Sun worshipers among the pyramids
Bruce Rae, Jason Levine, Dave Gagne
and Keith Layton
Amun-Re enjoyed a large attendance increase with 77
players, its highest total since its debut 11 years ago. In the
heats, 23 tables yielded 22 different winners, with only Chris
Moffa managing to win twice. Owen Kyrollos won by the largest
margin (10 points), while David Platnick had the highest winning
score (48). On the other end of the spectrum, the lowest winning
score (34) was posted by Evan Cagwin to edge 2012 laurelist Cary
Morris and Edward Fear, who tied for runner-up at 33. Two games
finished in ties. One was also the closest game of the heats,
with eight points separating all five players and Scott Saccenti
edging Greg Crowe to punch his ticket to the semifinals (and
deny a seat to Greg, who finished as the first alternate).
of the 22 winners opted to continue to the semifinals, making
four tables of five players each. The top seeds (Chris Moffa,
Alex Bove, Bob Cranshaw, and Aran Warszawski) were seated at
separate tables, but only Aran advanced. The other winners were
former finalists Eric Freeman and Andrew Emerick and relative
newcomer Owen Kyrollos. Rob Kircher - without an AMR laurel
to his name - was the closest runner-up, allowing him to join
the 5-player Final and forcing Haim Hochboim to settle for 6th
This year's Final had exactly the same winning (33) and last
place scores (27) as last year's, and in many ways it was just
as close, even though the margin of victory this time was four
points. The Old Kingdom saw players scramble for money as only
five positive sacrifices were made and farmer income never rose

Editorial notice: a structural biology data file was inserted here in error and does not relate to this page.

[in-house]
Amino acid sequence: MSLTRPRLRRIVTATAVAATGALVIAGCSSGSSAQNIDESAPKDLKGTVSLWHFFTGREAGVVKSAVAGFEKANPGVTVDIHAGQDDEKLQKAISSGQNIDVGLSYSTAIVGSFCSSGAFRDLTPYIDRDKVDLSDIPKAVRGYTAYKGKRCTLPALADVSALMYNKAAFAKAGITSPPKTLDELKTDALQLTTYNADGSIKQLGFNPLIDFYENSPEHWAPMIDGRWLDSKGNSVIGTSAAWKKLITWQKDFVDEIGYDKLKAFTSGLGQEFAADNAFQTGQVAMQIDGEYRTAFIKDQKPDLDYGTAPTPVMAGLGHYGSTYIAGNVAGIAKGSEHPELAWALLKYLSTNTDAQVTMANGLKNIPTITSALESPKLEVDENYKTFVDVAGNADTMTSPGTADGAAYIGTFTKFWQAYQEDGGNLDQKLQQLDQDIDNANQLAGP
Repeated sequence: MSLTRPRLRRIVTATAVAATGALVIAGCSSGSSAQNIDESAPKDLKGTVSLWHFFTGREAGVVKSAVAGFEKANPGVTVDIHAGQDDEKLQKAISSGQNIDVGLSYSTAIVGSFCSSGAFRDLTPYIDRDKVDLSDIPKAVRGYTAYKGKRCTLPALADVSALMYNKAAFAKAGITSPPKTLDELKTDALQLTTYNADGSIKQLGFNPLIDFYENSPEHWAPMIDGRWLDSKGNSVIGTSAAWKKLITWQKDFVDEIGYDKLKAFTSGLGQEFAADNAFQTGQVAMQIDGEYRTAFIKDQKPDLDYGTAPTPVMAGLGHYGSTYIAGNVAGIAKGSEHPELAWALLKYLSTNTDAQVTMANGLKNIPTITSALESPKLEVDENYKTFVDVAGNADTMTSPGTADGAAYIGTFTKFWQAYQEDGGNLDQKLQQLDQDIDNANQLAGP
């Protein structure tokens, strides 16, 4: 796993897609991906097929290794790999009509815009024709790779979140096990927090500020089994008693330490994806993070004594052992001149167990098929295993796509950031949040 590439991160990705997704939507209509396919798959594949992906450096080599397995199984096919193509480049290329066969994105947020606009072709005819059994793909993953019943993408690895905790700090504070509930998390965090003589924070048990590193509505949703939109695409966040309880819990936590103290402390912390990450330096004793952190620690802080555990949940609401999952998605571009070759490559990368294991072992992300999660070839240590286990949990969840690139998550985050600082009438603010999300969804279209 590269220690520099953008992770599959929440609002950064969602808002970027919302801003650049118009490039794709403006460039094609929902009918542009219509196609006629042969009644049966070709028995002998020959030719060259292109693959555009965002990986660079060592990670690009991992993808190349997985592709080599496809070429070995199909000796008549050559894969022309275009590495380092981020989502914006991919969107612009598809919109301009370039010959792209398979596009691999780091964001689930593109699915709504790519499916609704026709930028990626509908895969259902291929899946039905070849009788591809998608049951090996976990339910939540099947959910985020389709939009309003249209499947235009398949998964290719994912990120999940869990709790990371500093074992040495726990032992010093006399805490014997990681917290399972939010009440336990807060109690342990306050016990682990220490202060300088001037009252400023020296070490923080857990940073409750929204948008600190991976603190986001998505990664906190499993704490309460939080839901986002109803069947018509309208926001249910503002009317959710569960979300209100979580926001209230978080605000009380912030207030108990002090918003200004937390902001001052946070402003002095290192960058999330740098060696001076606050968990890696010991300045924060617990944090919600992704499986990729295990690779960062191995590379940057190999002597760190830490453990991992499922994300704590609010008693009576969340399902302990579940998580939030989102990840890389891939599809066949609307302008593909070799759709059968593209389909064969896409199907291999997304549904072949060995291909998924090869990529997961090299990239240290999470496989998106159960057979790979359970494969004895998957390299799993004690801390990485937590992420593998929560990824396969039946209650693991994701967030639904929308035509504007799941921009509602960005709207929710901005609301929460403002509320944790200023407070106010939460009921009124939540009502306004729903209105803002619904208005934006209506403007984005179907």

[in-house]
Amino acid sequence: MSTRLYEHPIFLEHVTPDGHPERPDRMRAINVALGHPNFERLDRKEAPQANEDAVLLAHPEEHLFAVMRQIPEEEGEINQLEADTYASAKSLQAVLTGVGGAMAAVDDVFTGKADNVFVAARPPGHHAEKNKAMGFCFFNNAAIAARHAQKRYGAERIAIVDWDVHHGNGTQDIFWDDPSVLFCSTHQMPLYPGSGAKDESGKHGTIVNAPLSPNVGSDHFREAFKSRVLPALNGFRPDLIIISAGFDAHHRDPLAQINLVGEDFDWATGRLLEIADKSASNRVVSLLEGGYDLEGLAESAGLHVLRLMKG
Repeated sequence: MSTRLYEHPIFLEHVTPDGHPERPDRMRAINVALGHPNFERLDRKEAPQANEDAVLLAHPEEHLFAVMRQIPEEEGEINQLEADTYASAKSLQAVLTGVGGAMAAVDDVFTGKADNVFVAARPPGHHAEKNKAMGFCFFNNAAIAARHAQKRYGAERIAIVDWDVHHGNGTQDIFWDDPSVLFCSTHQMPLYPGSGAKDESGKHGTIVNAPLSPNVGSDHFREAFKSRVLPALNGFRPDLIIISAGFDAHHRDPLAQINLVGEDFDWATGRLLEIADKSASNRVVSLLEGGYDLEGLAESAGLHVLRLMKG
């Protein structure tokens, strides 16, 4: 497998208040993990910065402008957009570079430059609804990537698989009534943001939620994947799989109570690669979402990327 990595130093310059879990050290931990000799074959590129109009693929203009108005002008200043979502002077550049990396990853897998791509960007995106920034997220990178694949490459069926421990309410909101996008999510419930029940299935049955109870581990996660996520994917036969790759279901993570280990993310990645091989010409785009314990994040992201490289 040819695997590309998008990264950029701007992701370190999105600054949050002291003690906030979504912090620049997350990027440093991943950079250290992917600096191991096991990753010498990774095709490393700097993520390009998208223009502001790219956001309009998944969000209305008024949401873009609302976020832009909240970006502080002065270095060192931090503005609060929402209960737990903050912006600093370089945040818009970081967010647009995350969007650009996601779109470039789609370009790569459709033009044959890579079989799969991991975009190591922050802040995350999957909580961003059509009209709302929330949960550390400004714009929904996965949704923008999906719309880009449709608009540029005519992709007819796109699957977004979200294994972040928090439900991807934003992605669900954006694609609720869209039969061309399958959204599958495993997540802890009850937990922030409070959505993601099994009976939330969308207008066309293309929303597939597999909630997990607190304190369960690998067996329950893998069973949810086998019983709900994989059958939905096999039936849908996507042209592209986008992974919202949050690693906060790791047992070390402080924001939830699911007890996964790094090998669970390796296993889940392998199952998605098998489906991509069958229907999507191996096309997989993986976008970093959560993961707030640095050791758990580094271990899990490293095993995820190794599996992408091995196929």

above 1 gold. The pharaoh also changed hands three times. After
scoring, Andrew had the lead at 13, with Eric and Rob at 10 and
9 respectively and Owen and Aran slightly farther back at 7 apiece.
Only three scoring cards were played. As is common at the halfway
point, the two scoring leaders had the least cash while the lower
scorers were hoping to convert their larger stacks into comebacks
in the second half.
In the New Kingdom, the first half money leaders each bought
one of the most developed territories: In Round 4, Rob bought
Memphis and its two pyramids for 15; in Round 5, Owen used his
bid blockade to pay only 15 for Damanhur and its three pyramids;
and in Round 6, Aran paid 28 for the two pyramids and extra brick
on Sawu. While Rob fortified his pyramid lead on Memphis, Aran
and Eric worked toward double sets. Owen was out of position
and decided to complete two sets rather than compete with Rob
for the most-pyramids bonus. Andrew was very cash poor and had
to settle for a single set. Aran's purchase of Sawu allowed him
to take the most-pyramids bonus on the opposite side of the Nile.
The last sacrifice was crucial for Rob. He had built a second
pyramid on Amarna but left just one on Edfu. If his sacrifice
was the highest, he could build a second pyramid on Edfu and
complete another set for four points. Owen and Rob both bid nearly
all of their cash, but Rob came out ahead and completed his set.
Those four points were his margin of victory. Owen had to settle
for second. Aran and Andrew tied for third place, with Aran winning
the tiebreaker with seven pyramids to Andrew's three. Eric was
one point behind. The scores were 33-29-28-28-27.
Thanks to everyone who helped us reach nearly record player
numbers. Let's break 100 next year!
Andy Latto and Perrianne Lurie mug
for the camera.
GM Alex Bove oversees his finalists.